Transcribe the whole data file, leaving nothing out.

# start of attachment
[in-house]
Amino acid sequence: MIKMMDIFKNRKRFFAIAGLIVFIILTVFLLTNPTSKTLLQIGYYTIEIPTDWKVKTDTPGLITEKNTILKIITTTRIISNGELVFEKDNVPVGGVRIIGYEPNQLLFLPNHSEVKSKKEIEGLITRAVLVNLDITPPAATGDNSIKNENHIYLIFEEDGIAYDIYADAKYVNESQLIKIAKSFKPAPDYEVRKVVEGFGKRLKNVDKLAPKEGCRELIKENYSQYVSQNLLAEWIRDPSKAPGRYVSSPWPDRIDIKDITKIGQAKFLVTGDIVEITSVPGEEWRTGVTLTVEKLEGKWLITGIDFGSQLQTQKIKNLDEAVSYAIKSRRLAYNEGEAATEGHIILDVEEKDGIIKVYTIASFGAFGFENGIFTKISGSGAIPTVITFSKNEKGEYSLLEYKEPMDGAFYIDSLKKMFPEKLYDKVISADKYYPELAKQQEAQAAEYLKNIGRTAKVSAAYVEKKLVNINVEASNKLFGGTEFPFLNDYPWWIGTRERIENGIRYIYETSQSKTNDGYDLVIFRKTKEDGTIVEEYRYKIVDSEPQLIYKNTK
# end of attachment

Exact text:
[in-house]
Amino acid sequence: MIKMMDIFKNRKRFFAIAGLIVFIILTVFLLTNPTSKTLLQIGYYTIEIPTDWKVKTDTPGLITEKNTILKIITTTRIISNGELVFEKDNVPVGGVRIIGYEPNQLLFLPNHSEVKSKKEIEGLITRAVLVNLDITPPAATGDNSIKNENHIYLIFEEDGIAYDIYADAKYVNESQLIKIAKSFKPAPDYEVRKVVEGFGKRLKNVDKLAPKEGCRELIKENYSQYVSQNLLAEWIRDPSKAPGRYVSSPWPDRIDIKDITKIGQAKFLVTGDIVEITSVPGEEWRTGVTLTVEKLEGKWLITGIDFGSQLQTQKIKNLDEAVSYAIKSRRLAYNEGEAATEGHIILDVEEKDGIIKVYTIASFGAFGFENGIFTKISGSGAIPTVITFSKNEKGEYSLLEYKEPMDGAFYIDSLKKMFPEKLYDKVISADKYYPELAKQQEAQAAEYLKNIGRTAKVSAAYVEKKLVNINVEASNKLFGGTEFPFLNDYPWWIGTRERIENGIRYIYETSQSKTNDGYDLVIFRKTKEDGTIVEEYRYKIVDSEPQLIYKNTK